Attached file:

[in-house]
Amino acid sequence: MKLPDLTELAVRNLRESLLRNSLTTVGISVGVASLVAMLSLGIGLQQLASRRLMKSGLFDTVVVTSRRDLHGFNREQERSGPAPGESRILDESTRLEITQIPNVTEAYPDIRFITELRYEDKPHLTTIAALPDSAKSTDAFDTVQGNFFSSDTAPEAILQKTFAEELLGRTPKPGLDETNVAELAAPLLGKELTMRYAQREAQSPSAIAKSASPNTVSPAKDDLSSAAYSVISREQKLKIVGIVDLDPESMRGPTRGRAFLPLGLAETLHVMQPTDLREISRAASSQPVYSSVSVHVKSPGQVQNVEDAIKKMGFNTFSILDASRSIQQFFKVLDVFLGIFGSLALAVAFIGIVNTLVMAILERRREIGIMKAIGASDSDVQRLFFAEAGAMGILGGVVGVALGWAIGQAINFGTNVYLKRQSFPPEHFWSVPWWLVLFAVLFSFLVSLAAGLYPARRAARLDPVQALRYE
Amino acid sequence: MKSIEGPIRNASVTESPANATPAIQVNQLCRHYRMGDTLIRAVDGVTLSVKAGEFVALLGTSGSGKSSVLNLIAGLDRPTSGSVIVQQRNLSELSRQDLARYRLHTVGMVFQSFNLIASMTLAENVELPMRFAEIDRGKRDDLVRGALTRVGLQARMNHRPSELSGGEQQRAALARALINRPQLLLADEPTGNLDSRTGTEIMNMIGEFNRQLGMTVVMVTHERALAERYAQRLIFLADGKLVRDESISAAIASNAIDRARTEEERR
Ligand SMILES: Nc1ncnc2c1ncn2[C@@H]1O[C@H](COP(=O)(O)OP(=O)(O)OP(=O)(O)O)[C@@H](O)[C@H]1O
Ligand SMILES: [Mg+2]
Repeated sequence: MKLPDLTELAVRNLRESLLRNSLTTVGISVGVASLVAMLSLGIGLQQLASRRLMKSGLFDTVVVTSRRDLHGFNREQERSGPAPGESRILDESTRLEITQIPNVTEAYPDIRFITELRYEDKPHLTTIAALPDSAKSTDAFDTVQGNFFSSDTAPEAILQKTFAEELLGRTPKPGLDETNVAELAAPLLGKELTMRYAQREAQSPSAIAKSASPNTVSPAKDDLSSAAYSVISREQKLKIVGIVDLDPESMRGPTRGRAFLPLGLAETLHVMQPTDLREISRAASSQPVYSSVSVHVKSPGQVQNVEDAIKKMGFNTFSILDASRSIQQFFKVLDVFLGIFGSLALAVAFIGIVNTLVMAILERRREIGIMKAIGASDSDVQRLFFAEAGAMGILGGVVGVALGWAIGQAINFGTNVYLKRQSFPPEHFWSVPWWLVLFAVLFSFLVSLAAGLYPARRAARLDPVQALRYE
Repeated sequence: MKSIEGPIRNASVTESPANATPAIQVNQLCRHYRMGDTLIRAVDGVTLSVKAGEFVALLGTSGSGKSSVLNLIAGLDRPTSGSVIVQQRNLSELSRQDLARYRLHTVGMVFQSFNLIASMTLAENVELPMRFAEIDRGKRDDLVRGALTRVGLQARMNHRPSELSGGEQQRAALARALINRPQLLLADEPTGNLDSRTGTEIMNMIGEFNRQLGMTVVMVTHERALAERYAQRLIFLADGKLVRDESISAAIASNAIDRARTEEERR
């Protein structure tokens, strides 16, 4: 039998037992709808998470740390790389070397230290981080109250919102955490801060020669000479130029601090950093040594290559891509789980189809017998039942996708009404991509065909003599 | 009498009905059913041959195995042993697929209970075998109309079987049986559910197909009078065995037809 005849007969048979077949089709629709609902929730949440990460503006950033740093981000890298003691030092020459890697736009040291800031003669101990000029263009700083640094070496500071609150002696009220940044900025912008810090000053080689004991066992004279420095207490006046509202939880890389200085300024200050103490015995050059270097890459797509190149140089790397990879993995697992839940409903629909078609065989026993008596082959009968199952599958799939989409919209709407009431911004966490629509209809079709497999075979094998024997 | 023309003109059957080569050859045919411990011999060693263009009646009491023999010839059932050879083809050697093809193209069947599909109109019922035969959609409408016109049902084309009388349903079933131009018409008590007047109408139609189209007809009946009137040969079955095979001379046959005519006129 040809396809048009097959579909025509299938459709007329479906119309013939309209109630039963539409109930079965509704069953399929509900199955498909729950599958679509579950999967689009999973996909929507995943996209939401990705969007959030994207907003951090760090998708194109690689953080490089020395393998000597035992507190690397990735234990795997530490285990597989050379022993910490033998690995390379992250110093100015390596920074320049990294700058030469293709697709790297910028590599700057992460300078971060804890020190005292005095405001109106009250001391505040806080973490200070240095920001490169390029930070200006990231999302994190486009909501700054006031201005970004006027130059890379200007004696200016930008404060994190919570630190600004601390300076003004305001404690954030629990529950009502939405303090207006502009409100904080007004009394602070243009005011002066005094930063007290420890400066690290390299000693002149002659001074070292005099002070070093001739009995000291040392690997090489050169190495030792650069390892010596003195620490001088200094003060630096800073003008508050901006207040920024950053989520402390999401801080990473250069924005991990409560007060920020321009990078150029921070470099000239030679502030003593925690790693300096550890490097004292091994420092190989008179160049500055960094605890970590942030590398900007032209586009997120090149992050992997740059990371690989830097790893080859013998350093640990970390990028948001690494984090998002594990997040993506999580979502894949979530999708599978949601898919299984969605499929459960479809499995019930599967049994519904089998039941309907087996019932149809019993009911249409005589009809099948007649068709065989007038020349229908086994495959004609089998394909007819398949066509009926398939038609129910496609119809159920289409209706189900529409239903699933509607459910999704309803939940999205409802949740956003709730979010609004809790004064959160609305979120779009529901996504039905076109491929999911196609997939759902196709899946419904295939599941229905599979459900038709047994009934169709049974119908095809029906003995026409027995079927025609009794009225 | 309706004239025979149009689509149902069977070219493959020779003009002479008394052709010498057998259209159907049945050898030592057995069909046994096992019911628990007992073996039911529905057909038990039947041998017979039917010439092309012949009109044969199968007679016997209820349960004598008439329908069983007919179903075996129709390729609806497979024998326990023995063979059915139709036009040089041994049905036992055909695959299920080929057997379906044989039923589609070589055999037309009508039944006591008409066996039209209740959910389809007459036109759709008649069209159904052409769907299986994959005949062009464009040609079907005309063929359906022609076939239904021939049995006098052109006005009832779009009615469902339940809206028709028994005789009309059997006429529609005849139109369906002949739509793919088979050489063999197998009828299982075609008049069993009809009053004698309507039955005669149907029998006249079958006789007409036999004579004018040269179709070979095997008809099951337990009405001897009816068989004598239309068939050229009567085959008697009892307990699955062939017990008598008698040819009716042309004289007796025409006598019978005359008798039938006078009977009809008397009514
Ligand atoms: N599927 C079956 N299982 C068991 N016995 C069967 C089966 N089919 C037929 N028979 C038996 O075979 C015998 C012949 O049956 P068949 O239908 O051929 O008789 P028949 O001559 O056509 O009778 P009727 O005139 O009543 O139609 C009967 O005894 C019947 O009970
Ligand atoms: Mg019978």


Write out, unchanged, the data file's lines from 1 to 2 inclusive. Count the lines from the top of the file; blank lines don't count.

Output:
[in-house]
Amino acid sequence: MKLPDLTELAVRNLRESLLRNSLTTVGISVGVASLVAMLSLGIGLQQLASRRLMKSGLFDTVVVTSRRDLHGFNREQERSGPAPGESRILDESTRLEITQIPNVTEAYPDIRFITELRYEDKPHLTTIAALPDSAKSTDAFDTVQGNFFSSDTAPEAILQKTFAEELLGRTPKPGLDETNVAELAAPLLGKELTMRYAQREAQSPSAIAKSASPNTVSPAKDDLSSAAYSVISREQKLKIVGIVDLDPESMRGPTRGRAFLPLGLAETLHVMQPTDLREISRAASSQPVYSSVSVHVKSPGQVQNVEDAIKKMGFNTFSILDASRSIQQFFKVLDVFLGIFGSLALAVAFIGIVNTLVMAILERRREIGIMKAIGASDSDVQRLFFAEAGAMGILGGVVGVALGWAIGQAINFGTNVYLKRQSFPPEHFWSVPWWLVLFAVLFSFLVSLAAGLYPARRAARLDPVQALRYE